The Ghost In General Patton's Third Army
The Memoirs of Eugene G. Schulz during his service in the United States Army in World War II
About the Book
Eugene G. Schulz was born on a farm in Clintonville, Wisconsin in 1923. He graduated from high school in May, 1941, and worked on his father’s farm and at a truck manufacturing plant until he was drafted into the army in January 1943. Schulz received his basic training at Camp Young, California at the Desert Training Center, and later at Camp Campbell, Kentucky. He was assigned to the IV Armored Corps (later named the XX Corps) where he was a typist in the G-3 Section. His duties included the typing of battle orders developed by Colonel W. B. Griffith, the G-3 of XX Corps Headquarters. The XX Corps sailed to England in February 1944 on the Queen Mary with 16,000 soldiers on board, completing the voyage in five days. After final training in England, the XX Corps landed on Utah Beach in Normandy on D+46. His unit was attached to General Patton’s Third Army and spearheaded the drive across France, through Germany and into Austria where they met the Russian Army on V-E Day. Schulz was awarded the Bronze Star medal when the war ended. He served in the Army of Occupation in Germany, then returned to the States and was discharged on December 1, 1945. He enrolled at the University of Wisconsin—Madison taking advantage of the GI Bill of Rights, and earning Bachelor’s and Master’s degrees in Business Administration. Schulz met his wife, Eleanore, at the University and they were married in 1949. Schulz worked as an investment research officer at the Northwestern Mutual Life Insurance Company in Milwaukee for 36 years. The Schulz’s have been retired since 1988 and continue to live in Milwaukee. They are world travelers. They have five sons, all married, and sixteen grandchildren.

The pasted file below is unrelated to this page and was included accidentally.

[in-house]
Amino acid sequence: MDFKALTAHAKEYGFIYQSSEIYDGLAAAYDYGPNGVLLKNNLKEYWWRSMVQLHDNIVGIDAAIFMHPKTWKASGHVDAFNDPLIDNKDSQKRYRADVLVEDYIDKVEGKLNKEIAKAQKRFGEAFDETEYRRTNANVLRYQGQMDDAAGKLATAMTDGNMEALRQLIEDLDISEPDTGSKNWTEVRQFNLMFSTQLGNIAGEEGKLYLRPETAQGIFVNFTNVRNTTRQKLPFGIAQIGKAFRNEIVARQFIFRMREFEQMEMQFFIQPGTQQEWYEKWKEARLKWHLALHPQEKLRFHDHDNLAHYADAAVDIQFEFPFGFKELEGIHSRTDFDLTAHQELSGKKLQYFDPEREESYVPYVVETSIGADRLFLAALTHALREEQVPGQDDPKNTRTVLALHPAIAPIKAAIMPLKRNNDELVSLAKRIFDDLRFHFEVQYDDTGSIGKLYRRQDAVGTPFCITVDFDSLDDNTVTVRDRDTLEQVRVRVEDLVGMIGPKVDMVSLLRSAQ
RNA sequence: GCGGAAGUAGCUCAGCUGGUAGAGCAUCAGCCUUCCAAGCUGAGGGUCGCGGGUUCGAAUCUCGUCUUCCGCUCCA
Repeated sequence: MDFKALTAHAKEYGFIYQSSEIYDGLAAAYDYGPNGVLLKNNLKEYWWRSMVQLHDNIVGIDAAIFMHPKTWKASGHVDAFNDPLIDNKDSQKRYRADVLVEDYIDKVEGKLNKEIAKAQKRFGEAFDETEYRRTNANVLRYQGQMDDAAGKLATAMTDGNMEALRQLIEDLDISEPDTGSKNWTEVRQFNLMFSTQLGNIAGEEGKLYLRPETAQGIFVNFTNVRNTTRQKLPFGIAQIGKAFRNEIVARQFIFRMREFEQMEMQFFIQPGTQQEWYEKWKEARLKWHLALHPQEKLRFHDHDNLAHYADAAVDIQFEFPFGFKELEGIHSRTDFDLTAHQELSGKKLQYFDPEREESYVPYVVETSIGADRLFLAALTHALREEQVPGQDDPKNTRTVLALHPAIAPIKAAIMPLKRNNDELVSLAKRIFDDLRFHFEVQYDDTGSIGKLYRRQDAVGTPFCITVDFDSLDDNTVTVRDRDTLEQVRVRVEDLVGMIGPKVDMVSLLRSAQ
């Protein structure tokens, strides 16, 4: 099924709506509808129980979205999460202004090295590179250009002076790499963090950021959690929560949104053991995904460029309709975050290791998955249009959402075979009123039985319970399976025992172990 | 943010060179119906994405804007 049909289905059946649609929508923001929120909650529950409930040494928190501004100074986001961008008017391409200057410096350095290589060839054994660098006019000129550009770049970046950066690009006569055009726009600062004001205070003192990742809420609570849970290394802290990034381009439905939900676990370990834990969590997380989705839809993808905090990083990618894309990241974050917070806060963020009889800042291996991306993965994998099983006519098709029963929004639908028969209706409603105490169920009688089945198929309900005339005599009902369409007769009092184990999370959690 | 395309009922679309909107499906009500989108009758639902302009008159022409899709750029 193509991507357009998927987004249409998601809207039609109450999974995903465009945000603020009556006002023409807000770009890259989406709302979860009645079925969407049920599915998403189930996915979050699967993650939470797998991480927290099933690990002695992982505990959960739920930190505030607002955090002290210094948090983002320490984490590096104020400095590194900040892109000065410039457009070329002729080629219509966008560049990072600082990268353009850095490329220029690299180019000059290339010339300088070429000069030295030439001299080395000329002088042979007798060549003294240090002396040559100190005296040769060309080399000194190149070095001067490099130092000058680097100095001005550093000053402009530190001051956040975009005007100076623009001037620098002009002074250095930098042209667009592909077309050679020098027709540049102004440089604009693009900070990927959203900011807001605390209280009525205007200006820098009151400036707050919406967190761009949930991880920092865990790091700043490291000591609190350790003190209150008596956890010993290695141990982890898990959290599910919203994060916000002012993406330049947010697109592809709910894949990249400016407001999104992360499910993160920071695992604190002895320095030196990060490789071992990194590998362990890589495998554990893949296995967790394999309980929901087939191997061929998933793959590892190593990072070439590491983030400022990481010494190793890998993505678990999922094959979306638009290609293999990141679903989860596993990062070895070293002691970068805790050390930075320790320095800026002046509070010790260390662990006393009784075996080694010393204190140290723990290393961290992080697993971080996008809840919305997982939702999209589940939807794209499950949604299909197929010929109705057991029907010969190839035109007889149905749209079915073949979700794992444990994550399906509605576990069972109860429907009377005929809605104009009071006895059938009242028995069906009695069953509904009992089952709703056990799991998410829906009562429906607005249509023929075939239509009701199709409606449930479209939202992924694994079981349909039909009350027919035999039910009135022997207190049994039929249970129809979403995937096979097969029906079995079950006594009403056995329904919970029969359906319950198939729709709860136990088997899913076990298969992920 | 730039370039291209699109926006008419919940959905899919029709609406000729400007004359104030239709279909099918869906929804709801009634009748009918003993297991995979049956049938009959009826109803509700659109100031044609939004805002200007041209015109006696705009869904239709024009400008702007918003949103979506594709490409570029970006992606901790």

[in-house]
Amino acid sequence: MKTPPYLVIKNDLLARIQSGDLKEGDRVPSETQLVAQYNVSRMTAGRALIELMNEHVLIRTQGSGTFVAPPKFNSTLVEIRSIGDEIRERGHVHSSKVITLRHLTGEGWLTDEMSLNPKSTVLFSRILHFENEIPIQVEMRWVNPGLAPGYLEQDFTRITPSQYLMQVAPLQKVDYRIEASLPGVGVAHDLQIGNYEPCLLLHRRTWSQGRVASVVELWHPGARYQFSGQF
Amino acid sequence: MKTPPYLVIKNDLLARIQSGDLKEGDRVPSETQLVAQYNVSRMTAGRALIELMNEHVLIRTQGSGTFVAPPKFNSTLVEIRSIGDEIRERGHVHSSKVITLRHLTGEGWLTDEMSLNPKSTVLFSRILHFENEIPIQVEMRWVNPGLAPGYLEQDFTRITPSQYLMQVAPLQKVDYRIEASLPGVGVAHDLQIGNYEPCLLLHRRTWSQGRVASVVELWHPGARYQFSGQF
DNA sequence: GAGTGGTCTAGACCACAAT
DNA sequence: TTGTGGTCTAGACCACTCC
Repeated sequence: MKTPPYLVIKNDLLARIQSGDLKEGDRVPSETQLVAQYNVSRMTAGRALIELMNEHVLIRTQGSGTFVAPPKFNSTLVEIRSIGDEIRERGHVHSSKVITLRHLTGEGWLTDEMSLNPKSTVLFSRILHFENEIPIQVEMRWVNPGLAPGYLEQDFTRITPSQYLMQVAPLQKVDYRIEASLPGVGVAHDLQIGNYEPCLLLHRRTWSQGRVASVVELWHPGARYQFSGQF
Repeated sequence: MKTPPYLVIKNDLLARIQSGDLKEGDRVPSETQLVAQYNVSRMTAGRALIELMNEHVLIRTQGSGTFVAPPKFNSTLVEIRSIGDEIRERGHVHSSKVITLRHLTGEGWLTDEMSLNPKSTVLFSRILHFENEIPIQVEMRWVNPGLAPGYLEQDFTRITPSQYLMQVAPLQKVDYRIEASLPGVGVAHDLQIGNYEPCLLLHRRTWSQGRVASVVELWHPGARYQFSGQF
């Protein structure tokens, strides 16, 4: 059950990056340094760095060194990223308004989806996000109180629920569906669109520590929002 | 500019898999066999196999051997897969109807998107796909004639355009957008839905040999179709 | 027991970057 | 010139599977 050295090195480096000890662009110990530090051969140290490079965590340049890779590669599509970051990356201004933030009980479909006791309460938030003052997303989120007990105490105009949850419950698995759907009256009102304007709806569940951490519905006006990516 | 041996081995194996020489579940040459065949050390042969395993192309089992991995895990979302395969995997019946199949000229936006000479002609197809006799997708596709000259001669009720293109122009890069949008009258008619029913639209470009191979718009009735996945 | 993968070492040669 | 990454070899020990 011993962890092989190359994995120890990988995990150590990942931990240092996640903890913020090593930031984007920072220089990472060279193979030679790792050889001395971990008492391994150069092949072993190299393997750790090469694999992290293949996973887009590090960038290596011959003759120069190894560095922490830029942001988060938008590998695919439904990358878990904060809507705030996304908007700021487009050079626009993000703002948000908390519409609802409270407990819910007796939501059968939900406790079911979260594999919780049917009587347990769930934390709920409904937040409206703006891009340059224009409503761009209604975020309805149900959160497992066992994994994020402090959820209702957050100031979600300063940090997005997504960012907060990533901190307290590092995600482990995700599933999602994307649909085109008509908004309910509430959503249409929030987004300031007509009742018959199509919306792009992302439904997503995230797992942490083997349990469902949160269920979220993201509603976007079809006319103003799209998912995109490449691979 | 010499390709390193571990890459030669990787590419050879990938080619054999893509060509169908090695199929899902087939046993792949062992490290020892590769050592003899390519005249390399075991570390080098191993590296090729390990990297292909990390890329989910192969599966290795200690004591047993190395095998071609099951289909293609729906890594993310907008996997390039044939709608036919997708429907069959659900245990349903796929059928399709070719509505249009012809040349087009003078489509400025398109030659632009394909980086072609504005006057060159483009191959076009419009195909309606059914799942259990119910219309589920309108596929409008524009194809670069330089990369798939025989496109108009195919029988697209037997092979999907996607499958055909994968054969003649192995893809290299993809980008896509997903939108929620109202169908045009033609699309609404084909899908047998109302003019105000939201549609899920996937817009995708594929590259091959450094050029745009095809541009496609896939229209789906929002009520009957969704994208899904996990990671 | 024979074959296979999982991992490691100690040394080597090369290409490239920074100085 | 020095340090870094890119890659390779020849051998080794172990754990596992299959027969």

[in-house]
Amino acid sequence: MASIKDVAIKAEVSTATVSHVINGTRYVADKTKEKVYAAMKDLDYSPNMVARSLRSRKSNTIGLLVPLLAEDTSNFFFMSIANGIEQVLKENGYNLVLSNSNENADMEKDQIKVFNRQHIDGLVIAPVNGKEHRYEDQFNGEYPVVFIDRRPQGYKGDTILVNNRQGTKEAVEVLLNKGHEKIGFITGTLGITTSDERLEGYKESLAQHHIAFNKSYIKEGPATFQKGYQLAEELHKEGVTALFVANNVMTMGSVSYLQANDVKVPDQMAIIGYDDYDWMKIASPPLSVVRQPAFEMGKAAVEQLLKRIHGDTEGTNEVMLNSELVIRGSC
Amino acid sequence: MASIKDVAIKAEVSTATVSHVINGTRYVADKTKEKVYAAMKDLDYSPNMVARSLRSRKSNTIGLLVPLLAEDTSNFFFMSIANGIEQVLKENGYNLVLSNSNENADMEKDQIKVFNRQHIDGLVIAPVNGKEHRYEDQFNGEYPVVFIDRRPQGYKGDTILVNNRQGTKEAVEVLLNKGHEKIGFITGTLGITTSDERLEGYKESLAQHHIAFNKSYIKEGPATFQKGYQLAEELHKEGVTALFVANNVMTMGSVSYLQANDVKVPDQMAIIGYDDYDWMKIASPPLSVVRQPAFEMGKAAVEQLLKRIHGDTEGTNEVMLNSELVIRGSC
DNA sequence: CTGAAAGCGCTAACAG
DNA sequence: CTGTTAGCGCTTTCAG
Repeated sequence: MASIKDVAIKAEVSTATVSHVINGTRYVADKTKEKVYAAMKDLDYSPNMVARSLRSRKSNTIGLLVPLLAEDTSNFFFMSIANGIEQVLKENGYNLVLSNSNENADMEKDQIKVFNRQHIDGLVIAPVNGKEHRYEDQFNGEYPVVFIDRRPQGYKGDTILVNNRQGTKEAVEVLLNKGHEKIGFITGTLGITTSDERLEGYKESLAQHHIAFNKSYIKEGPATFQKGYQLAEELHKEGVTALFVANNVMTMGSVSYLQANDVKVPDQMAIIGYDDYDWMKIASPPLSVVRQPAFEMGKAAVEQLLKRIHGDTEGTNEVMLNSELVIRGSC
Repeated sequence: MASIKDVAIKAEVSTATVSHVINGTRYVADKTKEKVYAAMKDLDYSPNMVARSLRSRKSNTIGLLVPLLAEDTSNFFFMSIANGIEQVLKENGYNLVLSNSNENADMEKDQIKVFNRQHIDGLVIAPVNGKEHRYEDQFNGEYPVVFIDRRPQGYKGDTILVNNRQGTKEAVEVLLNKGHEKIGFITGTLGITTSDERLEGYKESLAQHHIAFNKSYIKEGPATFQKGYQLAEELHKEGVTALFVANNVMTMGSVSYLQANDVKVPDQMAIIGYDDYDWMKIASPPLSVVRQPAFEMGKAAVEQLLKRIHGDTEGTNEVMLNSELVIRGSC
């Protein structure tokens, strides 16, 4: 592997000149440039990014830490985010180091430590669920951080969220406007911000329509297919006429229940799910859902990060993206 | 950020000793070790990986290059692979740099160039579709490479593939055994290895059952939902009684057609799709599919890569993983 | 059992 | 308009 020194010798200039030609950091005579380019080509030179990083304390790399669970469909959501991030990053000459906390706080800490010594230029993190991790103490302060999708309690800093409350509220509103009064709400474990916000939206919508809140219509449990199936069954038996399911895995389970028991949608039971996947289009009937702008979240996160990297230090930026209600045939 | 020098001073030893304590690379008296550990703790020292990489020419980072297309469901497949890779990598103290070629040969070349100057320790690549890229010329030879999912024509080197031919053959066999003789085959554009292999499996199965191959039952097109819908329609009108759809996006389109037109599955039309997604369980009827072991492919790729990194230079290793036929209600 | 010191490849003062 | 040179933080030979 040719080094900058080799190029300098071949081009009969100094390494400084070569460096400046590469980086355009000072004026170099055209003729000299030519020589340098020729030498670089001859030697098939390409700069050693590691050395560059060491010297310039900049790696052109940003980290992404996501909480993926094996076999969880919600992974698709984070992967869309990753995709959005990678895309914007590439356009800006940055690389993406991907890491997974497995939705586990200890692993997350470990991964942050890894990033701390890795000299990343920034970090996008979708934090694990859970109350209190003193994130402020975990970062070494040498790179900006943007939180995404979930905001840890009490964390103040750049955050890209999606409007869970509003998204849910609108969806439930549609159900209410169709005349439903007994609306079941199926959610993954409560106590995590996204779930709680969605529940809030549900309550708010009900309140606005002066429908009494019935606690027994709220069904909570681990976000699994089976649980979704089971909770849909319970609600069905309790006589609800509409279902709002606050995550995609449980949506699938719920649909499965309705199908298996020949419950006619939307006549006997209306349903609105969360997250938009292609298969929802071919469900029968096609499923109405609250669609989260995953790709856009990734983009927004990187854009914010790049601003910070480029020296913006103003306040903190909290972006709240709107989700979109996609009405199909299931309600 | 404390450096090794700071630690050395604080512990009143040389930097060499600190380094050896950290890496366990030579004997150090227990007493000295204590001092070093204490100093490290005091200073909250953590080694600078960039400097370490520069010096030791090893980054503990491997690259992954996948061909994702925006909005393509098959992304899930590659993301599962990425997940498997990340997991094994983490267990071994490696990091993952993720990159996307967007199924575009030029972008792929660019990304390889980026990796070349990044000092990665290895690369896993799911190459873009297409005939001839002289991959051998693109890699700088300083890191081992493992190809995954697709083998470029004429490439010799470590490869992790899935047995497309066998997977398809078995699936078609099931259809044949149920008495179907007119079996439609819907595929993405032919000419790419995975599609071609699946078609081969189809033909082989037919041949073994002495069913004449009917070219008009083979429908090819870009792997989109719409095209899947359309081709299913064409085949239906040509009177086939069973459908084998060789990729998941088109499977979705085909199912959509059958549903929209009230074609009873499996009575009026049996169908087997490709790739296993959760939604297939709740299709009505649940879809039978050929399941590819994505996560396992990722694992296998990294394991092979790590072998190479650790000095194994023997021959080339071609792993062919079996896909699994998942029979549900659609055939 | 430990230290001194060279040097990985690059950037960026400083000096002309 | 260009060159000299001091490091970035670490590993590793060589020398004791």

About the Author
The Ghost in General Patton’s Third Army is a poignant memoir that documents Eugene G. Schulz’s army training and combat adventures in Europe during World War II. It describes Schulz’s daily duties and life with the XX Corps Headquarters during the three years that he served with this unit. The XX Corps perfected the surprise tactics against the enemy that earned it the title of “Ghost Corps” when it confounded the German High Command by showing up where it was least expected. While serving in Germany, Schulz was an eyewitness to the first Nazi concentration camp that was discovered by American troops, the horrors of which are told in Schulz’s emotional story.